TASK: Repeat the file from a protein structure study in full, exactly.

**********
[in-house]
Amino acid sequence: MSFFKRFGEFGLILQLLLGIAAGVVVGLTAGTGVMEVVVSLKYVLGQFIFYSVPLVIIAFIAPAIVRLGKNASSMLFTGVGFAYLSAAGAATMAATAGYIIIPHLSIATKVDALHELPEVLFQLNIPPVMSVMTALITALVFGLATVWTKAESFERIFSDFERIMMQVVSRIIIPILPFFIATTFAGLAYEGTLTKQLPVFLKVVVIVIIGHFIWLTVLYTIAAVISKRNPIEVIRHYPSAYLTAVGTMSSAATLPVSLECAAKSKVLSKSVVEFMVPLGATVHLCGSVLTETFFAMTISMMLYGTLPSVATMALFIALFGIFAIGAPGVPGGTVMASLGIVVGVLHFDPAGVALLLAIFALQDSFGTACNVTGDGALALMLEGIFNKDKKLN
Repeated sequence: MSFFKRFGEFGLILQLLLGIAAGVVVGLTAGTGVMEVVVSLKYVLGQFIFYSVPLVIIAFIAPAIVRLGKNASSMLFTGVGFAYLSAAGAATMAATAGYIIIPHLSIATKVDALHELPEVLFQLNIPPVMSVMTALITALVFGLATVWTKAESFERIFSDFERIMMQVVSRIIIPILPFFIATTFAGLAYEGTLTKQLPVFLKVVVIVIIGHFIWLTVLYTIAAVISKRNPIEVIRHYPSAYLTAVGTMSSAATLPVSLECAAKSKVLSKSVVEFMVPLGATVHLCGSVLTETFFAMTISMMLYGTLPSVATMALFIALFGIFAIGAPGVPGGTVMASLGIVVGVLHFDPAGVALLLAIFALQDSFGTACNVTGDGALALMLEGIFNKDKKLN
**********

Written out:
[in-house]
Amino acid sequence: MSFFKRFGEFGLILQLLLGIAAGVVVGLTAGTGVMEVVVSLKYVLGQFIFYSVPLVIIAFIAPAIVRLGKNASSMLFTGVGFAYLSAAGAATMAATAGYIIIPHLSIATKVDALHELPEVLFQLNIPPVMSVMTALITALVFGLATVWTKAESFERIFSDFERIMMQVVSRIIIPILPFFIATTFAGLAYEGTLTKQLPVFLKVVVIVIIGHFIWLTVLYTIAAVISKRNPIEVIRHYPSAYLTAVGTMSSAATLPVSLECAAKSKVLSKSVVEFMVPLGATVHLCGSVLTETFFAMTISMMLYGTLPSVATMALFIALFGIFAIGAPGVPGGTVMASLGIVVGVLHFDPAGVALLLAIFALQDSFGTACNVTGDGALALMLEGIFNKDKKLN
Repeated sequence: MSFFKRFGEFGLILQLLLGIAAGVVVGLTAGTGVMEVVVSLKYVLGQFIFYSVPLVIIAFIAPAIVRLGKNASSMLFTGVGFAYLSAAGAATMAATAGYIIIPHLSIATKVDALHELPEVLFQLNIPPVMSVMTALITALVFGLATVWTKAESFERIFSDFERIMMQVVSRIIIPILPFFIATTFAGLAYEGTLTKQLPVFLKVVVIVIIGHFIWLTVLYTIAAVISKRNPIEVIRHYPSAYLTAVGTMSSAATLPVSLECAAKSKVLSKSVVEFMVPLGATVHLCGSVLTETFFAMTISMMLYGTLPSVATMALFIALFGIFAIGAPGVPGGTVMASLGIVVGVLHFDPAGVALLLAIFALQDSFGTACNVTGDGALALMLEGIFNKDKKLN